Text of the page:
He does need to remember that 2% of people (in Britain) don't like male childcare stuff and bear that in mind when with the children. It's a fact. He has to learn to live with it and think about how some things might seem to a distrustful person, but not let it stop him from doing his job. I hope I'm sure all the staff he works with are very supportive of him and will give him advice when he needs it.

2%

yes. Alter care for everyone because of 2%. hmm

And the OPisnt in the UK.

lockets Wed 06-Feb-13 12:35:27

Message withdrawn at poster's request.

cory Wed 06-Feb-13 12:44:03

"I DO think this guy is being a bit naive, to be honest. He is way, way more physical and hands-on than the other carers; probably because he is male, sure, but if I were the only bloke in a centre, in an industry which is notoriously suspicious of men, I would probably not be letting little girls sit on my lap. Sad as that is."

As this nursery is not in the UK, the man may not be aware of the suspicions of the UK industry- or if it were pointed out, he may not necessarily see why he should adapt his behaviour to the concerns of a different culture.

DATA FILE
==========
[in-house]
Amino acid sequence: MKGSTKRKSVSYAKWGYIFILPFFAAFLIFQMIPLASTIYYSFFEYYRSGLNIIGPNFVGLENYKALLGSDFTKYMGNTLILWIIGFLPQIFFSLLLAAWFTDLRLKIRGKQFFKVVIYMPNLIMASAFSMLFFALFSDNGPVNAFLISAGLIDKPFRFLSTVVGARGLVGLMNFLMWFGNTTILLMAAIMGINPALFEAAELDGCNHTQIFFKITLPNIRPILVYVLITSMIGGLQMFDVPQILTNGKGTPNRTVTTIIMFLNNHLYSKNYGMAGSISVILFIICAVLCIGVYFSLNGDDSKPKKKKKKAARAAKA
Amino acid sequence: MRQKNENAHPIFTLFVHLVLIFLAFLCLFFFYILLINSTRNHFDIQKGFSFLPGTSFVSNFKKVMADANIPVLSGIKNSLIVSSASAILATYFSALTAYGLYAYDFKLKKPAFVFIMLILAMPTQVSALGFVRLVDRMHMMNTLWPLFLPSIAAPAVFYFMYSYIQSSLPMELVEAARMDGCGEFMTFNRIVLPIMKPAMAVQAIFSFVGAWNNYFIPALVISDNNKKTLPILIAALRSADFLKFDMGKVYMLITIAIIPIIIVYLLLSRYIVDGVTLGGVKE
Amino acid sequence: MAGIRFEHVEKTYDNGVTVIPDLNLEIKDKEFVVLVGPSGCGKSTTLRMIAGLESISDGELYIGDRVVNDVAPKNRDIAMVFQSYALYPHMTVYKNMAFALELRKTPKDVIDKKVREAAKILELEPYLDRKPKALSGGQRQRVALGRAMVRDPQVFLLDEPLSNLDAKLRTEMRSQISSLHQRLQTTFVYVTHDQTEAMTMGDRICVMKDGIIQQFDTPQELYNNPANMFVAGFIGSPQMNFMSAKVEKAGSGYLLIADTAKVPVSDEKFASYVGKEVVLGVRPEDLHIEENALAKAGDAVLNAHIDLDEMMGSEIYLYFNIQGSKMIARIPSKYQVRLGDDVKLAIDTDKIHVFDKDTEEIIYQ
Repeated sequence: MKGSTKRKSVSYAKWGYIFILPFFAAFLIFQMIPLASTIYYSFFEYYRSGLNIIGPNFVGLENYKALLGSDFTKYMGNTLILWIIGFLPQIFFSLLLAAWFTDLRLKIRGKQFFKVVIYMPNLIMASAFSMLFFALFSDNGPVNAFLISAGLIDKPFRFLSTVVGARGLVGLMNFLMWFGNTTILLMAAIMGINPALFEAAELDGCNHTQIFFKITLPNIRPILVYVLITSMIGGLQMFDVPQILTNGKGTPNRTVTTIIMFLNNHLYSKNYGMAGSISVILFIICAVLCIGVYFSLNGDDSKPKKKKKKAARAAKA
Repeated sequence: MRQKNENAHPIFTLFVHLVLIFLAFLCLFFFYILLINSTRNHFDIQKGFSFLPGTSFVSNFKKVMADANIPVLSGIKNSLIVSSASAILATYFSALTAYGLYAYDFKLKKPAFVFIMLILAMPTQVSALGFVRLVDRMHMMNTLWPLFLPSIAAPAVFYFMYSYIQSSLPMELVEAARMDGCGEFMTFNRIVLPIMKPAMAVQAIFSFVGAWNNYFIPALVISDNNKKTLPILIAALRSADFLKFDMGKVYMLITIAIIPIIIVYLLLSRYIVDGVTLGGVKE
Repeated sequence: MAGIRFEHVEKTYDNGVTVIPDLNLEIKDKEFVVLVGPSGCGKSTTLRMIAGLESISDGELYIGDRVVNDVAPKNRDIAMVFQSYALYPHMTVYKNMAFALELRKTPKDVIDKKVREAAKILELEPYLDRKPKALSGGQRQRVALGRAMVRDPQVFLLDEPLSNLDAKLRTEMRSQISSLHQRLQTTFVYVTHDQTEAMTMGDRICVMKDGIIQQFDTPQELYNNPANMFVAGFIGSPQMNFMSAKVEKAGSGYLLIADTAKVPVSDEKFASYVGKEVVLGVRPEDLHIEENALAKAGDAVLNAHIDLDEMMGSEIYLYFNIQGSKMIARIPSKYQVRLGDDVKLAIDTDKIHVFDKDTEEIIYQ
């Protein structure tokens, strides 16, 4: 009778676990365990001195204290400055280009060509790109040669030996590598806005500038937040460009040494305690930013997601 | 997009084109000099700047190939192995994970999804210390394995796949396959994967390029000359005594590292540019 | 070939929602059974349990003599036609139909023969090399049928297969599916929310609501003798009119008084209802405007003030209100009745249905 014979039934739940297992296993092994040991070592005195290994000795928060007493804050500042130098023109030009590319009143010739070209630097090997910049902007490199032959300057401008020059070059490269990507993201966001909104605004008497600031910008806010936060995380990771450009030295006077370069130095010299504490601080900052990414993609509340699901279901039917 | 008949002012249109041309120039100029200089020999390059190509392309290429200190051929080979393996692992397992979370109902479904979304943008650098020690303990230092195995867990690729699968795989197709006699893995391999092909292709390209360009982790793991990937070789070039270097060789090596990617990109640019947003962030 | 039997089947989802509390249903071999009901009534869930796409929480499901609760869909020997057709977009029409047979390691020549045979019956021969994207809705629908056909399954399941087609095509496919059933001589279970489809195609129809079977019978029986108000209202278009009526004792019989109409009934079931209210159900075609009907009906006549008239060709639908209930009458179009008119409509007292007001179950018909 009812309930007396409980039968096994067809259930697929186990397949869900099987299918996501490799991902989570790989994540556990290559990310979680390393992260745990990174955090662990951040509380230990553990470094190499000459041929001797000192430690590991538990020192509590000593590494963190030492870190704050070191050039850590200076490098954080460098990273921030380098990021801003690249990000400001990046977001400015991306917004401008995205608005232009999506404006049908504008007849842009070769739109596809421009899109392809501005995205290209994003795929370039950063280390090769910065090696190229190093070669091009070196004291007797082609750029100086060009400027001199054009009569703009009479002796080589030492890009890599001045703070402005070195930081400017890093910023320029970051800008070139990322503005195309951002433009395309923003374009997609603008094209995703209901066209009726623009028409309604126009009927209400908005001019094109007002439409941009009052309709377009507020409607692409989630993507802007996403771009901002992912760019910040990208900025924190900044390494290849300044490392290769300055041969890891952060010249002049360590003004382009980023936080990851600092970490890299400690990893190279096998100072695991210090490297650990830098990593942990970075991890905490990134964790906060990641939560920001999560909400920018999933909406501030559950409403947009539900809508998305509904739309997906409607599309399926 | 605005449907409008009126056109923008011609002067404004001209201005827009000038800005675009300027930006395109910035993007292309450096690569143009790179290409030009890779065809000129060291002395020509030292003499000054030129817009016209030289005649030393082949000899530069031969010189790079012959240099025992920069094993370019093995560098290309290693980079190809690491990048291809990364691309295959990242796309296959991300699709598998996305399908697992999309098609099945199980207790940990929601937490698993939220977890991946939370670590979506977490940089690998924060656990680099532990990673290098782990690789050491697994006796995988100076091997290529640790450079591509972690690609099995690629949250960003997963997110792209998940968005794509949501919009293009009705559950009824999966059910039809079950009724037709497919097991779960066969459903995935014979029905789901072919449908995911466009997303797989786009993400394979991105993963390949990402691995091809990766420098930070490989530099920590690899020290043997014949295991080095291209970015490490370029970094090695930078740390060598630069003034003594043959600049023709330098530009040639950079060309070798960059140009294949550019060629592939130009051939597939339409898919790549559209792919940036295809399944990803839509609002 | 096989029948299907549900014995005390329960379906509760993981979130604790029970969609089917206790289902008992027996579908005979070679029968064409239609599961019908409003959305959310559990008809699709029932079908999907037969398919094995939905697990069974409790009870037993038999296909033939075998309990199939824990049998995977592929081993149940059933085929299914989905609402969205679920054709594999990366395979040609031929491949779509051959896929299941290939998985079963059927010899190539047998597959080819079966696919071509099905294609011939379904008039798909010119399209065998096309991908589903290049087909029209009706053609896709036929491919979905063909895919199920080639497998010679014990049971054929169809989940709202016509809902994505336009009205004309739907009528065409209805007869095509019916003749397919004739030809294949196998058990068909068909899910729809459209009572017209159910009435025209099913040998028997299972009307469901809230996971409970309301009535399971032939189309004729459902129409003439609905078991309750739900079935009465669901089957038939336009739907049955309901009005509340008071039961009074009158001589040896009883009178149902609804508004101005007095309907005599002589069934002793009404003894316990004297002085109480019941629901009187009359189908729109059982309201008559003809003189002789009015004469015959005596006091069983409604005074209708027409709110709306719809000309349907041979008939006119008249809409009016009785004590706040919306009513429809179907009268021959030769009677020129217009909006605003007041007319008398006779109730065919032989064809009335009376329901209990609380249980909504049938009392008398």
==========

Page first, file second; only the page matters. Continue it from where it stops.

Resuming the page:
Not necessarily because he is naive but because he knows the norms of his own society.

Sunnywithshowers Wed 06-Feb-13 12:46:42

He sounds like a great carer OP.

WhatsTheBuzz Wed 06-Feb-13 12:47:00

of course yabu but there are reasons for it such as statistics, horror stories, the fact that there seems to be more women than men working with children (could be wrong of course). Definitely wouldn't complain.

Fightlikeagirl Wed 06-Feb-13 12:47:13

Where did you pluck that 2% figure out from Tigga??!!!! hmm

Fightlikeagirl Wed 06-Feb-13 12:53:19

And Tigga have you never heard of equality??? Would it be acceptable to say that a certain percentage of ignorant people don't trust people from a certain cultural or religious background so these people should be aware of that when they try to do their job?! No, of course it wouldn't.
You are bring ridiculous and attitudes like yours make me very angry.

CaseyShraeger Wed 06-Feb-13 12:56:35

Fight, it may be worth mentioning that Tigga is a male nursery worker so (whether you agree with him or not) he's bringing to his posts the benefit of many years of experience working with nurseries and parents and seeing how they react to him as a man.

CaseyShraeger Wed 06-Feb-13 12:57:59

Sorry, Tiggy not Tigga blush

Fightlikeagirl Wed 06-Feb-13 13:02:06

Well that's sad then if he feels he has to work like that and if that's how other male nursery workers feel then its no wonder they are so few of them.
Thanks for pointing that out to me Casey.
Sorry Tiggy ( and also for getting your name wrong!)